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A saucepan of bubbling porridge

Porridge is a traditional Scottish breakfast dish that is now popular throughout the whole of the United Kingdom. It basically consists of crushed oats1, mixed with milk and/or water and boiled to produce a thick sludge. A variety of toppings can be applied; the Scottish traditionally prefer nothing but salt, which is an acquired taste. Most people sprinkle sugar on top, or add extra milk.

The fact that porridge is a breakfast dish tends to confuse visiting foreigners, who often assume it is a strange English pudding, therefore consuming it at the end of the meal out of politeness2. Porridge oats can also be used to make biscuits and a variety of baked foods.

How to Make Porridge

The Quick and Easy Way

Allow 50 grams of oats per person. Put oats and milk (and/or water) in a non-stick saucepan; two parts liquid to one part oats. Boil for five minutes, stirring frequently.

Pour into bowls and add sugar and extra milk to taste.

How to Prepare Perfect Porridge

Buy some good quality Scottish oats, and some full cream milk. The amount of porridge cooked depends on the number of people to be fed, but more is better as this stops it drying up. About 50 grams (2oz) per person is adequate. Put this in a non-stick saucepan if cooking on a cooker top or a non-stick cake tin if cooking in an oven. It is vitally important that you use a non-stick pan. This will become apparent when you wash up: porridge will weld itself like concrete to a steel pan, but will slide off a non-stick pan with a simple rinse.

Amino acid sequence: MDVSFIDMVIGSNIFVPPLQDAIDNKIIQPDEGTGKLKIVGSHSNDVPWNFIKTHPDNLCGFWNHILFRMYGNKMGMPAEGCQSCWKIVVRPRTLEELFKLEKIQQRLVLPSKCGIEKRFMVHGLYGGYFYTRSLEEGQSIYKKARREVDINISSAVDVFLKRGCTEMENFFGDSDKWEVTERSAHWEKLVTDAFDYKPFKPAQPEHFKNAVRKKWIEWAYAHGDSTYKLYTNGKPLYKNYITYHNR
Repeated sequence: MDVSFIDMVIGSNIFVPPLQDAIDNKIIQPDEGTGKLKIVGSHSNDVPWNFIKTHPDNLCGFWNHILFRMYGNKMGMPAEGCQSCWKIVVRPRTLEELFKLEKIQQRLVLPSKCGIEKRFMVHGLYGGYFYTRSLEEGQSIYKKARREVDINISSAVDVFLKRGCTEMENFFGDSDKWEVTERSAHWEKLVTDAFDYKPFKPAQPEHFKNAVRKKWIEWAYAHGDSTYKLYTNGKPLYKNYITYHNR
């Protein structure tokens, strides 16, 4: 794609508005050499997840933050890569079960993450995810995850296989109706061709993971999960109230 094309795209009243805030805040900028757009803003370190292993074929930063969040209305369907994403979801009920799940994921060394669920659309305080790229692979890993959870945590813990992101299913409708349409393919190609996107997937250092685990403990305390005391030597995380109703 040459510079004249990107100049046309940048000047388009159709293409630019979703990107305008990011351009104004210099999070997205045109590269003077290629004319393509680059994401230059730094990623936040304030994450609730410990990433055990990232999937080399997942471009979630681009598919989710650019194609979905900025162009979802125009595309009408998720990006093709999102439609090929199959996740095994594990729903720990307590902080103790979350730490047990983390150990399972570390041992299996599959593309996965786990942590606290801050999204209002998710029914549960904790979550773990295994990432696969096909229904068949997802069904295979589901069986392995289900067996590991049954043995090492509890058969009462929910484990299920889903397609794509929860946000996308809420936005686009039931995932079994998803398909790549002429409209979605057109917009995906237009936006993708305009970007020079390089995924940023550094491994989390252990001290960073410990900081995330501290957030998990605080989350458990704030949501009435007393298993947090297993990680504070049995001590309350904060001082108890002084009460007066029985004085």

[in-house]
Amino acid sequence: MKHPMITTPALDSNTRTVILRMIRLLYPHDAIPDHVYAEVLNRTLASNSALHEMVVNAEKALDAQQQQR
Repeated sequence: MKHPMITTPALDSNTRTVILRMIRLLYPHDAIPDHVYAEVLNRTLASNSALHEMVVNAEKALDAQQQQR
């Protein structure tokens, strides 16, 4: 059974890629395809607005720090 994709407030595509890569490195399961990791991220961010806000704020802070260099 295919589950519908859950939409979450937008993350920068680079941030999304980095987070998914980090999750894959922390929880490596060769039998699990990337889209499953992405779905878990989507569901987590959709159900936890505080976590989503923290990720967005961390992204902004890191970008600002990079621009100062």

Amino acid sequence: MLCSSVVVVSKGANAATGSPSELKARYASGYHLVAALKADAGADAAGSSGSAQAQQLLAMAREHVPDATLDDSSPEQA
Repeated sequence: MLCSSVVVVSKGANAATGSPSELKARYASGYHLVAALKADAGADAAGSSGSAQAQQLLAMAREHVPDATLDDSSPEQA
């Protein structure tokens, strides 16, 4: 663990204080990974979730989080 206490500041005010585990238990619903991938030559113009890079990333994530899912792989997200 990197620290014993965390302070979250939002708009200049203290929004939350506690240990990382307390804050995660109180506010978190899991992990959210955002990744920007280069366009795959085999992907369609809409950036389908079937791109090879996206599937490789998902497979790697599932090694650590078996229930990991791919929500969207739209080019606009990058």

Add two parts milk to one part oats. Porridge can be boiled for as little as five minutes on the top of a cooker, but the best tasting porridge is cooked in the bottom of a very low oven for a long time; overnight is fine. This takes some practice but is recommended.

When ready, pour the porridge into preheated pudding bowls. Make sure the porridge is very hot as it isn't nice when lukewarm or cold. When the pan is empty fill it with water and leave to stand, as this makes washing up considerably easier. Surround the porridge with extra milk and sprinkle demerara sugar3 on top. If you are new to porridge, more sugar will be needed than you think; but you can always add more milk and sugar as you eat it. Eat (with a spoon) while hot, with the drink of your choice4.

1These oats are suspiciously similar to the ones fed to horses...2Porridge can also be used as a first course.3Demarerra is a dark, dense type of sugar.4Make sure your choice of drink does not spoil the taste of the porridge; cold milk is recommended.

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